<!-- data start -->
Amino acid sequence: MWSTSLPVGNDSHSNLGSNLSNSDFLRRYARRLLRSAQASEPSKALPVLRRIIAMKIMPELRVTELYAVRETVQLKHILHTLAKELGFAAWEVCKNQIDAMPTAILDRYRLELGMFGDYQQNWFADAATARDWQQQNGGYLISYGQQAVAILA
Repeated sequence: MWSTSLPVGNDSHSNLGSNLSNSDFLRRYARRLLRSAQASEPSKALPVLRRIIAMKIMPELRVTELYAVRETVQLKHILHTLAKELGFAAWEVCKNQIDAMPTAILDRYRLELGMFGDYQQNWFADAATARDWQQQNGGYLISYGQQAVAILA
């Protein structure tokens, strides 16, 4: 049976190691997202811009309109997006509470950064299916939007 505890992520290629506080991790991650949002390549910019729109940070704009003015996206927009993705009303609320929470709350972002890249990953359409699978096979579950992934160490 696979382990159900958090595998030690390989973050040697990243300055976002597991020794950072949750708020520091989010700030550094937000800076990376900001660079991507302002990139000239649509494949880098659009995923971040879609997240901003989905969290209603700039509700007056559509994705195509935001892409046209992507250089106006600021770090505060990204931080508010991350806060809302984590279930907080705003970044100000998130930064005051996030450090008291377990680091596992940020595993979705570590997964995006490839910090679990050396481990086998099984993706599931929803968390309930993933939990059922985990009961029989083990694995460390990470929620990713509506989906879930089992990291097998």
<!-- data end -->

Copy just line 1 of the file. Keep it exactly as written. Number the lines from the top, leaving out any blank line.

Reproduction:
Amino acid sequence: MWSTSLPVGNDSHSNLGSNLSNSDFLRRYARRLLRSAQASEPSKALPVLRRIIAMKIMPELRVTELYAVRETVQLKHILHTLAKELGFAAWEVCKNQIDAMPTAILDRYRLELGMFGDYQQNWFADAATARDWQQQNGGYLISYGQQAVAILA